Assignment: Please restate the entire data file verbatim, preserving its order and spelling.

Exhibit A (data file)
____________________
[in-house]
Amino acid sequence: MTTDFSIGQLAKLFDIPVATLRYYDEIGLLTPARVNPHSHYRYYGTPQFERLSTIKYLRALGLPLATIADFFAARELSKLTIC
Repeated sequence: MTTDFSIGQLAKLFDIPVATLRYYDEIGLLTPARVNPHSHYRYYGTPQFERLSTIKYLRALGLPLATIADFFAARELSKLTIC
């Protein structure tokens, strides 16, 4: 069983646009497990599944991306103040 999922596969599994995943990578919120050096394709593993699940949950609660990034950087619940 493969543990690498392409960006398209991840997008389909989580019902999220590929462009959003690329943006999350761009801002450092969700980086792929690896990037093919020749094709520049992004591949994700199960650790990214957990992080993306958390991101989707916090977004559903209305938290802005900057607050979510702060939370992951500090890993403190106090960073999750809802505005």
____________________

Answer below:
[in-house]
Amino acid sequence: MTTDFSIGQLAKLFDIPVATLRYYDEIGLLTPARVNPHSHYRYYGTPQFERLSTIKYLRALGLPLATIADFFAARELSKLTIC
Repeated sequence: MTTDFSIGQLAKLFDIPVATLRYYDEIGLLTPARVNPHSHYRYYGTPQFERLSTIKYLRALGLPLATIADFFAARELSKLTIC
């Protein structure tokens, strides 16, 4: 069983646009497990599944991306103040 999922596969599994995943990578919120050096394709593993699940949950609660990034950087619940 493969543990690498392409960006398209991840997008389909989580019902999220590929462009959003690329943006999350761009801002450092969700980086792929690896990037093919020749094709520049992004591949994700199960650790990214957990992080993306958390991101989707916090977004559903209305938290802005900057607050979510702060939370992951500090890993403190106090960073999750809802505005």